NPSOT-Plant-Seed-Swap
NPSOT – Houston Chapter Plant/Seed Swap

Don’t Get Between Me and My Frogfruit

This past Thursday evening, I attended the Native Plant Society of Texas (NPSOT), Houston Chapter meeting held at the Houston Arboretum and Nature Center. The November meeting is avidly awaited for two good reasons. First, it’s a potluck extravaganza and people bring dishes of food and come hungry. Secondly, it’s also the chapter’s annual “Plant/Seed Swap”.

Since joining the society and becoming a Houston Chapter member I’ve learned much about native plants. Its members are good teachers. Most have evolved extensive native Texas gardening knowledge. They’ve studied these native plants and have an encyclopedic memory developed over decades, if not, a lifetime of experience.

While many members are well into their golden years and appear as mild-mannered practitioners, their memories (and passions) are easily invoked. This usually leads to plant discussions encompassing a litany of common names and less familiar and harder to pronounce Latin names; example being, Aromatic aster, Aromatic American aster, Fall aster, Wild blue aster, Shale aster ending with the tongue twisting Latin name Symphyotrichum oblongifolium.

Fall-Aster
Fall Aster – Symphyotrichum oblongifolium

Personally, I’ve been a forty-year Houston gardener. Over these decades, I’ve perhaps killed off a hundred too many plants in my pursuit of natural beauty. But, as a result, I have finally learned what I refer to as the four tenets of Houston gardening success. I now consider them the Houston Holy Four: sun plants, shade plants, wet plants and dry plants that come with the accompanying knowledge of where to plant each in my yard.

Almost two years ago, coinciding with the completion of my new Houston home in the Montrose area, I made the decision that Texas native plants had most of the attributes that would simplify my gardening life. They are tough puppies having over eons mastered Texas weather, or what some people say is, in fact, not weather at all, just extremes.

In my pursuit of a Texas native habitat in my new yard, I recently did battle with the elimination of an extremely invasive exotic (non-native) ground cover in my tree bed. It’s name: Asiatic Jasmine (aka Dwarf Jasmine, Small-Leaf Confederate Jasmine and, of course, in Latin, Trachelospermum asiaticum).

Asiatic-Jasmine
Asiatic Jasmine – Trachelospermum asiaticum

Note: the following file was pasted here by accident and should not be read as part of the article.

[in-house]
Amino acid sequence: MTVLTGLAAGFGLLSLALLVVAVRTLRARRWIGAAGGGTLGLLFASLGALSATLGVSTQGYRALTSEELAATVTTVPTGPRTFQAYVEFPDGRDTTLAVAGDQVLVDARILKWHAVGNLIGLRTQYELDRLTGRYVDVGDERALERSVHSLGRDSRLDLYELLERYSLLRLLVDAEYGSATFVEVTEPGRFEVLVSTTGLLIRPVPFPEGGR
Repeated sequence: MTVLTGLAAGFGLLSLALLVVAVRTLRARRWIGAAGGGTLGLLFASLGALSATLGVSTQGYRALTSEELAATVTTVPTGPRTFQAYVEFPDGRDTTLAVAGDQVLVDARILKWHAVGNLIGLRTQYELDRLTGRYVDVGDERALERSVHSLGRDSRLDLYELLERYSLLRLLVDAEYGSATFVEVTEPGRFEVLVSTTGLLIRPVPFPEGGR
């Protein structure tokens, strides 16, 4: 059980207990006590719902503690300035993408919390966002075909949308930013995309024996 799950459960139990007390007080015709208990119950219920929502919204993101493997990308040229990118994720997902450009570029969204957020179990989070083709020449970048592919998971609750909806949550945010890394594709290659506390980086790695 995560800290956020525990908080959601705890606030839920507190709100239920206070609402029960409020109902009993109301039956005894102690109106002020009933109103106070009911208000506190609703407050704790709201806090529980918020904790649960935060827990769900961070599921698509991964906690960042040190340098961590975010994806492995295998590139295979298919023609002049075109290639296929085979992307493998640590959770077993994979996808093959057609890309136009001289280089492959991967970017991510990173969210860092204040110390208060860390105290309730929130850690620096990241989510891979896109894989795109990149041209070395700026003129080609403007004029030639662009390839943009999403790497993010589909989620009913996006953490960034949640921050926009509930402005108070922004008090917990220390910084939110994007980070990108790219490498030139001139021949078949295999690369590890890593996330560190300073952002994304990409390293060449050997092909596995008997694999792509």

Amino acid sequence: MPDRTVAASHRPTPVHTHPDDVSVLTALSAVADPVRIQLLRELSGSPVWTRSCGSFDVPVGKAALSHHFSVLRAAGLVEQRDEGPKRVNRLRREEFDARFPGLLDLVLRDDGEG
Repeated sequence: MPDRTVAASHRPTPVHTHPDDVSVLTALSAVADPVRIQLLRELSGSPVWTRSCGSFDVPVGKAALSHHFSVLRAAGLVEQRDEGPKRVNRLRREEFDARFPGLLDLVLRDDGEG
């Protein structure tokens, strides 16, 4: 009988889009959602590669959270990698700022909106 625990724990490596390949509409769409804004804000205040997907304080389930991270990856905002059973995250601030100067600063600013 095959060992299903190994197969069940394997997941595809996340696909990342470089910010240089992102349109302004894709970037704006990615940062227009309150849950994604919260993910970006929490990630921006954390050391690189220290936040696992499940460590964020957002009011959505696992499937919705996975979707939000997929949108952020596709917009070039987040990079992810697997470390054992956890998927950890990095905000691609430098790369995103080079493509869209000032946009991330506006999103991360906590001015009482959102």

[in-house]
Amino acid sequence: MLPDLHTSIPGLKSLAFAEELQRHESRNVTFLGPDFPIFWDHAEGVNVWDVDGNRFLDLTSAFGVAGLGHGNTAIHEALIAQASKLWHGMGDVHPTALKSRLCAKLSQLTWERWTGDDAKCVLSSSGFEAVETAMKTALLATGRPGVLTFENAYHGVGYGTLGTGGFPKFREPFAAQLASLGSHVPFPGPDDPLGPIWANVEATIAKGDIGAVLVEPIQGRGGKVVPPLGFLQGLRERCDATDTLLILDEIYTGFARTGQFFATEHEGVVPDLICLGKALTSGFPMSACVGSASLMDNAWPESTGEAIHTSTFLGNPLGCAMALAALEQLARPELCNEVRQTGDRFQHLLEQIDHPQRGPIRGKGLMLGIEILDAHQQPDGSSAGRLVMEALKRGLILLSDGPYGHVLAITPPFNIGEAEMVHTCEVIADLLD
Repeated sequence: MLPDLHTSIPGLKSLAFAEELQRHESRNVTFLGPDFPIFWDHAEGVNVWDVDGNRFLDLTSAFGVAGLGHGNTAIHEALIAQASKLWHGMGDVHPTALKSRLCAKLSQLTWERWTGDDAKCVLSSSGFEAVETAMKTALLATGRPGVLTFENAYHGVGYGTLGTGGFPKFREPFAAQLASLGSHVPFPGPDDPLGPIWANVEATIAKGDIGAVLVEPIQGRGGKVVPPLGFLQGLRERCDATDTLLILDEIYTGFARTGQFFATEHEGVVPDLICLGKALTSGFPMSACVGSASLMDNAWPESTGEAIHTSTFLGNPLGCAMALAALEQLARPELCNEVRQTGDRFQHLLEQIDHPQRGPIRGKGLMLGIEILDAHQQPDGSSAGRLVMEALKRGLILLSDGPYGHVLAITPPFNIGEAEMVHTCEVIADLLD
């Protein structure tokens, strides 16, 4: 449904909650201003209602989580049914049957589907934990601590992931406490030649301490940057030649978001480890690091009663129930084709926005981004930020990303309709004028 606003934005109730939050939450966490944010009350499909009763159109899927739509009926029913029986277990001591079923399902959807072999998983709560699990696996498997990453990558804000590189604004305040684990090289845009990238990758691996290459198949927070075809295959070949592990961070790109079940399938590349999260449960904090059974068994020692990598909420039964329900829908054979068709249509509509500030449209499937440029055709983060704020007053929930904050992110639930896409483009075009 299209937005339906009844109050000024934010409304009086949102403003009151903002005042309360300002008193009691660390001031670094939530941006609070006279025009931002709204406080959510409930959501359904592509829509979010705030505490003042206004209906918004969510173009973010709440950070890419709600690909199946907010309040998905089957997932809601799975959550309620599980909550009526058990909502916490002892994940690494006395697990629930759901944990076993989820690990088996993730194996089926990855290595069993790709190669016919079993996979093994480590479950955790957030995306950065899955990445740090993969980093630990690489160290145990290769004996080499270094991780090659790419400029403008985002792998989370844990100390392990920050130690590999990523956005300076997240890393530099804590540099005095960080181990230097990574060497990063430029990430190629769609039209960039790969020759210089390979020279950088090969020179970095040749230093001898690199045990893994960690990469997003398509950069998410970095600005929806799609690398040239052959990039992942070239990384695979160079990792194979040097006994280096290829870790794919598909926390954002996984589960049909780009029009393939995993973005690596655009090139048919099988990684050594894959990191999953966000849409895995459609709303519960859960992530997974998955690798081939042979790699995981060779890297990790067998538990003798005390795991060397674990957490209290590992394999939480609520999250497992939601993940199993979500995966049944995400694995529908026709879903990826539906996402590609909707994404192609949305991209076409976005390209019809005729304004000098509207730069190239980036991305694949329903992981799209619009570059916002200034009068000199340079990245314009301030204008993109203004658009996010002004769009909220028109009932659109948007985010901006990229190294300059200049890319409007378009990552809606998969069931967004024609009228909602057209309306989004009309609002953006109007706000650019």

After four days of digging, pulling, scraping and sweating, my tree bed was devoid of this botanical scourge. However, now it was time for replacement and I’ve just wiped the crumps of the NPSOT pot luck off my shirt and I was ready for the “Plant/Seed Swap”.

If you haven’t attended a plant or seed swap or native plant sale, you need to take caution. Usually, it involves a pre-sale/swap inspection of plants and seeds on a series of tables. This is where everyone scopes out what native plants are there and which they JUST HAVE to take home. In my case, my search was for a replacement (and native Texas) ground cover. In our Thursday night event, it appeared that nearly everyone had a keen interest in something on display. So, like everyone else, I had my focus on a particular table and a particular plant.

Finally, at the conclusion of the NPSOT business meeting with our stomachs full of potluck, and the high-sign that the plant/seed swap was now open, these presumably mild-mannered native Texas plant aficionados jumped to their feet to rush the tables. The crush of humanity was on.

I had Frogfruit (aka Texas frogfruit, Turkey tangle frogfruit, even matchweed, and, oh yes, in Latin, Phyla nodiflora), my ground cover replacement, in my sites!

Frogfruit
Frogfruit – Phyla nodiflora

Texas Frogfruit is an excellent ground cover and is evergreen in most years and especially in areas protected from frost. It spreads vigorously. Frogfruit is also a good nectar plant for butterflies (and larval host for the Phaon Crescentspot, Buckeye, and White Peacock butterflies).  It can also be an attractive plant rambling over boulders or the edges of hanging baskets.

IMPORTANT: True to its Texas heritage, Frogfruit also can tolerate drought and flooding (recall a key word for Texas gardening: EXTREMES).

Now… I just hope that nobody gets between me and my Frogfruit or there will be hell to pay. Lookout Frogfruit (and other NPSOT members) here I come!

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Love to taste, talk and tweet about Texas wines and where they are in the global scheme for wines. After all that's the only way they will reach the full potential.